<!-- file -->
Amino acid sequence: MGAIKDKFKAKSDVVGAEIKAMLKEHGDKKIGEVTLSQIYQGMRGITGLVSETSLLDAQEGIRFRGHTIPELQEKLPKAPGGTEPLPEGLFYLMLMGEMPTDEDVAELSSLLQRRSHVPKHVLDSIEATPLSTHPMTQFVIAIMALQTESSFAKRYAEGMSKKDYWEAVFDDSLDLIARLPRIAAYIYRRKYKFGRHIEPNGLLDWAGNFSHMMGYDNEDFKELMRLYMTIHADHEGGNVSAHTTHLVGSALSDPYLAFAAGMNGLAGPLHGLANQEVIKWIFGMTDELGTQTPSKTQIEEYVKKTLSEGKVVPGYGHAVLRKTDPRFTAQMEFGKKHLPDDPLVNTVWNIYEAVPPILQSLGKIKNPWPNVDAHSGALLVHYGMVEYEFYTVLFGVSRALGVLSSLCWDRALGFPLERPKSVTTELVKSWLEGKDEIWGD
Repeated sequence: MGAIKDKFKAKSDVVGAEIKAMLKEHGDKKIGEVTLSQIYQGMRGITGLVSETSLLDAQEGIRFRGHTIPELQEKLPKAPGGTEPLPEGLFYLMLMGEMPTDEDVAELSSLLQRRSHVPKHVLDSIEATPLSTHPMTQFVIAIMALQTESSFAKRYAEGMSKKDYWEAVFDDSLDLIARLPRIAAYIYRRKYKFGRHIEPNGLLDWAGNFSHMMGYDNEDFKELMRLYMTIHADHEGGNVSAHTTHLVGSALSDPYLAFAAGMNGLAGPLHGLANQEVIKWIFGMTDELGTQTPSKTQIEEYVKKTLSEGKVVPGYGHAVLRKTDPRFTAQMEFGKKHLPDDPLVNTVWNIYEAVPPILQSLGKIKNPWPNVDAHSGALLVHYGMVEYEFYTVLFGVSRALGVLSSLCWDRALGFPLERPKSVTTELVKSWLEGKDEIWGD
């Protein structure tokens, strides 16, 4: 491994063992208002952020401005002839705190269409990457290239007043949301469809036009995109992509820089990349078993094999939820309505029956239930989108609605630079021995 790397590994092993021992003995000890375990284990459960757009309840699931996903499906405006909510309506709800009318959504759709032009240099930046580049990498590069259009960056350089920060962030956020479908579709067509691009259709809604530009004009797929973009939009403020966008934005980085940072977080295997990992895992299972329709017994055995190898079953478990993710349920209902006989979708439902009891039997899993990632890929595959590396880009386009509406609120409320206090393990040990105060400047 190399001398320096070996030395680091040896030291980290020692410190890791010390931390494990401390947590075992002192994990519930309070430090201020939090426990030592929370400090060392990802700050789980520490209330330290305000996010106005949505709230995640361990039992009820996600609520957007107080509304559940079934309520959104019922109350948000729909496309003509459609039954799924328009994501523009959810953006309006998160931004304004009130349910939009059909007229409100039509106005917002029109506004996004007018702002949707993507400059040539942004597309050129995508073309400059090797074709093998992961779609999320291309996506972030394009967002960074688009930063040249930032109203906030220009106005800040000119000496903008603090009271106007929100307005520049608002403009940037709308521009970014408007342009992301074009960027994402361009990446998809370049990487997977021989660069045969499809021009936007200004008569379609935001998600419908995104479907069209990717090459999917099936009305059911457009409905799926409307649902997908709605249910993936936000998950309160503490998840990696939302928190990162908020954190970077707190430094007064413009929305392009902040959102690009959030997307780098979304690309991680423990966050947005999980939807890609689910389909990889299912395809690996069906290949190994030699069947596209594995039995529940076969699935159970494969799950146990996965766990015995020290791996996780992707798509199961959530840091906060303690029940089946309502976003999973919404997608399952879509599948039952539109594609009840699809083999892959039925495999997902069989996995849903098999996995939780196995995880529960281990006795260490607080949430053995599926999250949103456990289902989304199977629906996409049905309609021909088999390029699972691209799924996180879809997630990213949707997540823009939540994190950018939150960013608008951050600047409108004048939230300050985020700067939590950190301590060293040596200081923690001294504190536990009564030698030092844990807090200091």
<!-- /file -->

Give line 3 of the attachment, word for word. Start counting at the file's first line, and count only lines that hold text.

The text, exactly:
């Protein structure tokens, strides 16, 4: 491994063992208002952020401005002839705190269409990457290239007043949301469809036009995109992509820089990349078993094999939820309505029956239930989108609605630079021995 790397590994092993021992003995000890375990284990459960757009309840699931996903499906405006909510309506709800009318959504759709032009240099930046580049990498590069259009960056350089920060962030956020479908579709067509691009259709809604530009004009797929973009939009403020966008934005980085940072977080295997990992895992299972329709017994055995190898079953478990993710349920209902006989979708439902009891039997899993990632890929595959590396880009386009509406609120409320206090393990040990105060400047 190399001398320096070996030395680091040896030291980290020692410190890791010390931390494990401390947590075992002192994990519930309070430090201020939090426990030592929370400090060392990802700050789980520490209330330290305000996010106005949505709230995640361990039992009820996600609520957007107080509304559940079934309520959104019922109350948000729909496309003509459609039954799924328009994501523009959810953006309006998160931004304004009130349910939009059909007229409100039509106005917002029109506004996004007018702002949707993507400059040539942004597309050129995508073309400059090797074709093998992961779609999320291309996506972030394009967002960074688009930063040249930032109203906030220009106005800040000119000496903008603090009271106007929100307005520049608002403009940037709308521009970014408007342009992301074009960027994402361009990446998809370049990487997977021989660069045969499809021009936007200004008569379609935001998600419908995104479907069209990717090459999917099936009305059911457009409905799926409307649902997908709605249910993936936000998950309160503490998840990696939302928190990162908020954190970077707190430094007064413009929305392009902040959102690009959030997307780098979304690309991680423990966050947005999980939807890609689910389909990889299912395809690996069906290949190994030699069947596209594995039995529940076969699935159970494969799950146990996965766990015995020290791996996780992707798509199961959530840091906060303690029940089946309502976003999973919404997608399952879509599948039952539109594609009840699809083999892959039925495999997902069989996995849903098999996995939780196995995880529960281990006795260490607080949430053995599926999250949103456990289902989304199977629906996409049905309609021909088999390029699972691209799924996180879809997630990213949707997540823009939540994190950018939150960013608008951050600047409108004048939230300050985020700067939590950190301590060293040596200081923690001294504190536990009564030698030092844990807090200091």